WNPR

Betsy Kaplan

Senior Producer

Betsy started as an intern at WNPR in 2011 after earning a Master's Degree in American and Museum Studies from Trinity College. Prior to that, Betsy worked as an intensive care registered nurse in several Connecticut hospitals.

While taking time off from nursing to have fun with her three young daughters, she was elected to three terms on her town's Board of Education and worked at a local museum. 

She's produced shows for Where We Live and the Colin McEnroe Show, several of which have won local awards.

She is currently the senior producer for the Colin McEnroe Show

Michael Vadon / Creative Commons

Donald Trump's White House is paranoid, tense and increasingly defined by turf battles​ between top advisors vying to promote their competing agendas. It has gotten so bad that Donald Trump has charged a group of senior aides  with monitoring the loyalty of his Cabinet secretaries. The confusion shows and it's rattling America and our closest European and Asian allies.

Liz Mc / Creative Commons

The Trump Administration said the January 29 raid in Yemen that left U.S. Navy SEAL Ryan Owens dead, along with ten Yemeni children and at least six women "was a very, very well thought out and executed effort."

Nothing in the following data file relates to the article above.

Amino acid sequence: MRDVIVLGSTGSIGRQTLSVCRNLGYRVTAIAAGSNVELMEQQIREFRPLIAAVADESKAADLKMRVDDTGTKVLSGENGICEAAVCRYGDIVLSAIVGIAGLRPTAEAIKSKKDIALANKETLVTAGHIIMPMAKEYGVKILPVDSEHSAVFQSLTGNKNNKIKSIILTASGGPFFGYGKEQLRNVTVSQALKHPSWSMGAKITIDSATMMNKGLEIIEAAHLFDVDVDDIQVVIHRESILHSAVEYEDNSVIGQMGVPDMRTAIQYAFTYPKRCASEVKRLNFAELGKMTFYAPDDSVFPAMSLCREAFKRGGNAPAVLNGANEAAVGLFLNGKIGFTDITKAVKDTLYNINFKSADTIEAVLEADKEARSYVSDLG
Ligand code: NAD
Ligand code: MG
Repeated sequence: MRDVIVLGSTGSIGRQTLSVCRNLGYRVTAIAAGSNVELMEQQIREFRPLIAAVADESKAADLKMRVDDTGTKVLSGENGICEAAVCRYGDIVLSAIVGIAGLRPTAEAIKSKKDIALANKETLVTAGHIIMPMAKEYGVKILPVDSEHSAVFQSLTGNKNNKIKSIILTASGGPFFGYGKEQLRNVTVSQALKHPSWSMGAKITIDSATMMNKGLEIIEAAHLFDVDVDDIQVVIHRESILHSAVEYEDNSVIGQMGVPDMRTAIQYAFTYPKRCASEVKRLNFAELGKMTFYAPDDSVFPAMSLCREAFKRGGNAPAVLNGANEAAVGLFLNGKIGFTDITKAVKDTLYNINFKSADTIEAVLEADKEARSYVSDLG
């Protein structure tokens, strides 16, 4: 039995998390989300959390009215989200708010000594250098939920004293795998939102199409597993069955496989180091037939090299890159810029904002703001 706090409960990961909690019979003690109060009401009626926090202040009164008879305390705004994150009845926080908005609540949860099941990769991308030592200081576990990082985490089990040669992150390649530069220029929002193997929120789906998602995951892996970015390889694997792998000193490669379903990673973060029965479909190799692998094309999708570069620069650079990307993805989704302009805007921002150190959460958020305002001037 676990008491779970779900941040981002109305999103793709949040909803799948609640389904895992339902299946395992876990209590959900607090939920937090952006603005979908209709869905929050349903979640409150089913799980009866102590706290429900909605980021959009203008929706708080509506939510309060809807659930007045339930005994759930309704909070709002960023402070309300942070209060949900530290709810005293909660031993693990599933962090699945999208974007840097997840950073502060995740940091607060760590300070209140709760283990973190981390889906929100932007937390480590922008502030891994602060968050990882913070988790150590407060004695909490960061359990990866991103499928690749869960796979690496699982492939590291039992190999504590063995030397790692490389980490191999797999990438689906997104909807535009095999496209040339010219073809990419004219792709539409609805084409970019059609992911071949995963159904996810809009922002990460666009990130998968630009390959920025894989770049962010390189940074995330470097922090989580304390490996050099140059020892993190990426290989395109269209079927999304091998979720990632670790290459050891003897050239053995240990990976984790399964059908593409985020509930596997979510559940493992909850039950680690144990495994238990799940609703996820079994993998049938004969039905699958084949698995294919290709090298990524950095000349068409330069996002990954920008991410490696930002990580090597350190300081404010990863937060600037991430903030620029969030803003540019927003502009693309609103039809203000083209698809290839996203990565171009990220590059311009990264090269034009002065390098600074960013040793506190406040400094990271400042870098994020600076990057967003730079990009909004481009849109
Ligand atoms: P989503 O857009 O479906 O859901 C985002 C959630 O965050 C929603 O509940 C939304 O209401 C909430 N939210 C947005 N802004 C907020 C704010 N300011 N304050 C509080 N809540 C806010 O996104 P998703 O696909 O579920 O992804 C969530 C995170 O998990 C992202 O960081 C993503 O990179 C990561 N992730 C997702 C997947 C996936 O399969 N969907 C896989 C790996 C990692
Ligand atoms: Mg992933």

Geoff Stearns / Creative Commons

Are you feeling emotionally stressed out from the 2016 election? Feeling anxious or sad? Does thinking about where the country is headed make you feel physically sick? If so, we want to hear from you. 

On Thursday, March 16, the Colin McEnroe Show, live at 1:00 pm, will talk about "election stress" that the American Psychological Association reports more than half of America is feeling - regardless of party affiliation. 

Paul Van Der Woof / Flickr Creative Commons

The Tragedy of the Commons follows the theory that people can't be trusted to take care of common property without degrading it or taking more than their fair share of resources. This idea was popularized by William Forster Lloyd, who published a pamphlet in 1833 using cow herders to prove that people couldn't be trusted to share our common resources wisely. He believed property should be owned privately.

Mark Turnauckas / Creative Commons

The Rorschach inkblots are ubiquitous throughout culture. They've inspired visual artists from Warhol to Alan Moore, from Gnarls Barkley to Jay Z, to "The Watchman" comics. The inkblots have also become a perfect metaphor for today's polarized, relativist world. 

Pages